Kent State running back Dri Archer was expected to be one of the most explosive players in the nation in 2013, but leg and ankle injuries limited him all season and his production tailed way off from his breakout 2012 campaign.
In 2012, Archer (listed at 5-foot-8 and 175 pounds by Kent State) showed off excellent speed, quick feet and elusiveness. He ran for 1,429 yards and 16 TDs as a junior, and also had three touchdowns on 16 return opportunities. But he had just 68 carries and only 95 total touches as a senior in 2013, when he accounted for 982 total yards.
He told Fox Sports Ohio he has been training for the combine in Florida with speed coach Tom Shaw since early January, and Archer said he is "the healthiest I've been in four or five years."
His health leads him to believe he can challenge the 40-yard dash record at the combine. Archer says the 4.24-second clocking turned in by Chris Johnson -- like Archer, a Florida native -- is "what I've been looking at, what I've been training for. It's definitely in my goals, and I think it can be done."
He will run Sunday with the other running backs.
"Everyone is going to see it," Archer said. "And hopefully everybody will talking about it."
Archer has legit track speed. As a high school senior in the biggest classification in Florida, Archer finished second in the state track meet in the 100 meters -- one spot ahead of Denard Robinson; the winner in state-record time was Dentarius Locke, now one of the nation's top college sprinters at Florida State.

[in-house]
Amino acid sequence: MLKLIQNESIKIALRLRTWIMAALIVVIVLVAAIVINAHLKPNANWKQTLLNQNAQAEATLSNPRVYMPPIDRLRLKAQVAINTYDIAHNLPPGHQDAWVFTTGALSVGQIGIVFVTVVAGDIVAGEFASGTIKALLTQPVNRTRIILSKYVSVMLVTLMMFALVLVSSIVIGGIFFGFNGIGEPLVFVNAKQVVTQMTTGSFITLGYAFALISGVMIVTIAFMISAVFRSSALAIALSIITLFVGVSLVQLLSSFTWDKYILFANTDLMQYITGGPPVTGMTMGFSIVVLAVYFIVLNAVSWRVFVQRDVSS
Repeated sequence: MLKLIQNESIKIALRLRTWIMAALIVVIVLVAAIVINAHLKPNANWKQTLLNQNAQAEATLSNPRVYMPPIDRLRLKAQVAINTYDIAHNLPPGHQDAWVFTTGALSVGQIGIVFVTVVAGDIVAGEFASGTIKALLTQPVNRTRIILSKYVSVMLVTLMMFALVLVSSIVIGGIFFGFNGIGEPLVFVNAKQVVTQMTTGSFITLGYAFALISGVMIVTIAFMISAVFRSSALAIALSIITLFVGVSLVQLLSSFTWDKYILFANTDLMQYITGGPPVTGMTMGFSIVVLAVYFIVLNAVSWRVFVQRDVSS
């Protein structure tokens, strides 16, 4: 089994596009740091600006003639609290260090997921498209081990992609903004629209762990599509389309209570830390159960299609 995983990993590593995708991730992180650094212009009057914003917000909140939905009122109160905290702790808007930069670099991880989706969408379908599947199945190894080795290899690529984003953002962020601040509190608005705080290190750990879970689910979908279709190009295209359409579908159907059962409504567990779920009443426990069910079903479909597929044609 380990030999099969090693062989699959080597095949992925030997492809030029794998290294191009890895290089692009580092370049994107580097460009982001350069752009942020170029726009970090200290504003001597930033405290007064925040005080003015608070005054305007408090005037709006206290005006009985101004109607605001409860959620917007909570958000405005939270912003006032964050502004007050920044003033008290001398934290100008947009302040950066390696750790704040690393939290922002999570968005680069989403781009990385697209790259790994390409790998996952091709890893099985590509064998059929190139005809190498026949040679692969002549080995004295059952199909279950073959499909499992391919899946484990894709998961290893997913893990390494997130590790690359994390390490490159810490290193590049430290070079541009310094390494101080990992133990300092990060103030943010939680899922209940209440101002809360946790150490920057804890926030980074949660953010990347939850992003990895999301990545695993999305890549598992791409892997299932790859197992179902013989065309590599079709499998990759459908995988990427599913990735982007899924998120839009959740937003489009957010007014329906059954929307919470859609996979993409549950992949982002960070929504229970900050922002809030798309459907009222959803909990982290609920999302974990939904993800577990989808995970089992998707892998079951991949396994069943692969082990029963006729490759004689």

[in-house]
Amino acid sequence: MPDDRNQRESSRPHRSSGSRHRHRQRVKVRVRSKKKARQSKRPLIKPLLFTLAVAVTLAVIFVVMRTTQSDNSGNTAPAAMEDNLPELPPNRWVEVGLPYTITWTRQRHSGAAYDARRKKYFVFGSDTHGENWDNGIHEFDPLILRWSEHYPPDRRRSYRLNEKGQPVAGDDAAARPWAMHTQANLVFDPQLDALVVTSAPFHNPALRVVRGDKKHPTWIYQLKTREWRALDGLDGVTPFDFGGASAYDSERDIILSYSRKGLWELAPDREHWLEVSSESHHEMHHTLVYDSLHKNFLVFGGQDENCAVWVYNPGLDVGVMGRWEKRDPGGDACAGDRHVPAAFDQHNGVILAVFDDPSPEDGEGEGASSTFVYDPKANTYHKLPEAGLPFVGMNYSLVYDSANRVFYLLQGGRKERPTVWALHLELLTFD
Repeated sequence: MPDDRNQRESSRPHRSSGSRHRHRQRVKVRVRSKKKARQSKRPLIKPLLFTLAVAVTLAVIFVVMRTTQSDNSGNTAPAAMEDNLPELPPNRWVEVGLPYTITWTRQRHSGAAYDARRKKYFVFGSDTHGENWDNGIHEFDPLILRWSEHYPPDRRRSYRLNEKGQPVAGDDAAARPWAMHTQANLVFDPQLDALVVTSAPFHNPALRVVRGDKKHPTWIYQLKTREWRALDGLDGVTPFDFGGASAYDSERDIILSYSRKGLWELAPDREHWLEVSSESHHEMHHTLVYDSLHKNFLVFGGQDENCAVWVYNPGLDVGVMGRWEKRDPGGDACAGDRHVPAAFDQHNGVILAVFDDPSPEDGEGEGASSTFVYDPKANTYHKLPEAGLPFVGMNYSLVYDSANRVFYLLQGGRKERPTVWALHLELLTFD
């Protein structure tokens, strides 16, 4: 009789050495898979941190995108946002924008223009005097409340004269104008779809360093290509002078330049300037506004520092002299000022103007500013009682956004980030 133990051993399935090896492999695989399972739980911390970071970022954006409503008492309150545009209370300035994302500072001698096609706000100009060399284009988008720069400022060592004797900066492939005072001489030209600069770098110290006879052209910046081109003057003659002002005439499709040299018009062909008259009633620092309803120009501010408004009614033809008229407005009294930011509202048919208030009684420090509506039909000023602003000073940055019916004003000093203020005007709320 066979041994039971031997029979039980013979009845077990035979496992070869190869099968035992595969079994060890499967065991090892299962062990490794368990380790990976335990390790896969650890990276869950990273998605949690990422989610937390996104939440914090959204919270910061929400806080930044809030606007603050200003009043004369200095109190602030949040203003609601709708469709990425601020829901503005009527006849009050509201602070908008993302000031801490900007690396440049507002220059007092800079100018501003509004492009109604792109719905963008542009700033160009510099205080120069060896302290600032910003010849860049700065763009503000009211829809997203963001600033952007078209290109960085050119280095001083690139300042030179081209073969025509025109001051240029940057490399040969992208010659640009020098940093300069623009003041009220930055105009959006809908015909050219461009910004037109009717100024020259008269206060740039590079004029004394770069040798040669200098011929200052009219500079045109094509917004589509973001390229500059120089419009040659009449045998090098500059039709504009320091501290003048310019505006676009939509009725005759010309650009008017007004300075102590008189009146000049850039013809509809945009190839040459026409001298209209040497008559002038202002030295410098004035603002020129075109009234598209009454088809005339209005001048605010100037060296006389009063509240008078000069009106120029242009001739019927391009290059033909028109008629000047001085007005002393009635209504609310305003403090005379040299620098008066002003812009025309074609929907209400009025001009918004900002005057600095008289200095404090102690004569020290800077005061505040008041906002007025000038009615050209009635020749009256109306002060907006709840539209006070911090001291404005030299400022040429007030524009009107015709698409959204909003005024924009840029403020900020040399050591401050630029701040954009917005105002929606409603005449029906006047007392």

Archer said he also is looking forward to the team interviews at the combine. He said he has "a lot to prove to a lot of people, but it's always been that way. Unfortunately, I had a bad season. But I've moved forward. My focus is on having a good season in 2014 in the NFL."
Archer's size obviously precludes him from being an every-down back. But his speed and elusiveness could make him a dangerous weapon on returns and in some offensive packages, and is the main reason he could be a third-day draft pick. And if he turns in a time near Johnson's 4.24? He's right: Everybody will be talking about it.